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Volcanic verse

Mount Redoubt inspires
eruptive show of local
creativity

Editor’s note: The Redoubt Reporter invited readers to submit photos and haiku poems of and inspired by Mount Redoubt’s eruptions. One photo and one poem were chosen as winners, and those submitters receive a T-shirt, a year’s subscription to the paper and are mentioned below. The Redoubt Reporter thanks everyone who participated. Photo prints are available for purchase from the photographers, or contact redoubtreporter@alaska.net to get in touch with the photographers listed here.

By Jenny Neyman
Redoubt Reporter

As Joe Kashi, of Soldotna, jokingly wrote in response to The Redoubt Reporter’s contest of poetry inspired by Mount Redoubt’s eruptions (with due credit given to John Donne and John Kennedy): “Ash not for whom it blows, it blows for thee.”

In a sense, he’s right (albeit a little corny). The volcano’s unrest has inspired curiosity and creativity in onlookers on the central Kenai Peninsula, and around the world, for that matter. It’s provided excitement, a topic of conversation, some celebrity status among friends and relatives down south, a reason for volcano-watching outings with the family, and motivation to pick up a camera or put pen to paper.

The Redoubt Reporter invited readers to share the results of their creativity with the paper, and is pleased to publish those submissions here.

While Kashi’s whimsical haiku poetry submission:
Redoubt volcano
Boom boom boom boom boom boom boom
Twenty times to date
— didn’t rank tops in The Redoubt Reporter’s haiku contest, one of his photos of the smoldering mountain got top mention in the photo division. The shot was taken at sunset March 31 at the top of the hill on Robinson Loop Road.

At left is the winning photo, taken by Joe Kashi, of Soldotna, showing Mount Redoubt at sunset from Robinson Loop Road on March 31.

Above is the winning photo, taken by Joe Kashi, of Soldotna, showing Mount Redoubt at sunset from Robinson Loop Road on March 31.

“I live at the base of the hill. I heard the volcano was simmering so I went up to take a look with my kid and took my camera,” he said.

He used a Kodak z1012 long zoom camera, which he has been keeping with him in his car, in case Redoubt erupted while he was driving somewhere, he said.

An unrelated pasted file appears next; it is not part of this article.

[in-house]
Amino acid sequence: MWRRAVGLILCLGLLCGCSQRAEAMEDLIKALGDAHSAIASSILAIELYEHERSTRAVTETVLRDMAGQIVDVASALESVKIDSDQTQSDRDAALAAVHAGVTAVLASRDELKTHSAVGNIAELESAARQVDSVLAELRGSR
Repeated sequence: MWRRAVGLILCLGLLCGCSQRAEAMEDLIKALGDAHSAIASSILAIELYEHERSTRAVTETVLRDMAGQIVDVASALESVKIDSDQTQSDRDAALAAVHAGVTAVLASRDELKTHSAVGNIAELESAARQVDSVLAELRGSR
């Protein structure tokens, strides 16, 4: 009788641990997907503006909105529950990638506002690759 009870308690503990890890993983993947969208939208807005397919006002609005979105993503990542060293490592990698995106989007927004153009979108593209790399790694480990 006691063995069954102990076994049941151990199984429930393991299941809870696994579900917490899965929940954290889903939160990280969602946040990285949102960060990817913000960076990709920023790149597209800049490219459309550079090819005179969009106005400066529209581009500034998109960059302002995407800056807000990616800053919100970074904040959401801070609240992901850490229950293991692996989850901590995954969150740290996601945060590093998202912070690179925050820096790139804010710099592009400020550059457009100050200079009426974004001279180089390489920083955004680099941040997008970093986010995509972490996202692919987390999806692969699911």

“I had that happen during the iconic April 1990 (Redoubt) eruption, which I saw that morning from start to finish, without a camera,” Kashi said.
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Rally aiming for firearms protection — Second Amendment takes top priority for local group

By Jenny Neyman
Redoubt Reporter

“If we don’t know our rights, how can we demand them?”

Scott Hamman’s question was rhetorical among the crowd it was posed to — a group of about 55 Nikiski and other central Kenai Peninsula residents gathered at Hamman’s Metal Magic shop in North Kenai the evening of April 14. Their purpose is to bring attention to a portion of the Bill of Rights they feel is particularly under fire — the Second Amendment.

“We need this sort of effort here because we understand our right to keep and bear arms is being threatened,” said Bob Bird, a Nikiski resident, government and history teacher at Nikiski Middle-High School and unsuccessful Alaskan Independence Party candidate for former Sen. Ted Stevens’ seat in the 2008 elections. “We understand that threat is from the federal government, so we now have to ask for redress and remedy from state government.”

This is a group that is armed with knowledge as much as firearms. In the hour and a half meeting, discussion ranged from current events to the ramifications of the 1938 Federal Firearms Act, scholarly debate over the wording and intention of the Second Amendment — that it recognizes pre-existing rights granted by “Natural Law,” rather than grants rights itself — a treatise on the corrosion of the 10th Amendment, which dictates that the federal government is the agent of the states, and quotes from the Founding Fathers and ancient Greece sprinkled in to illustrate points.

Members of the Second Amendment Task Force, as the group calls itself, are out to share knowledge of the right to keep and bear arms, draw attention to their cause and gain support for their purpose — to protect that right from encroachment by the federal government, Bird said.

“To give courage to our state legislators and to let our law enforcement personnel know that we are awake and we know what our rights are. This is not an organized, 501(c)3 thing. We’re just citizens who understand we have a common purpose, and that common purpose is our right to keep and bear arms,” he said.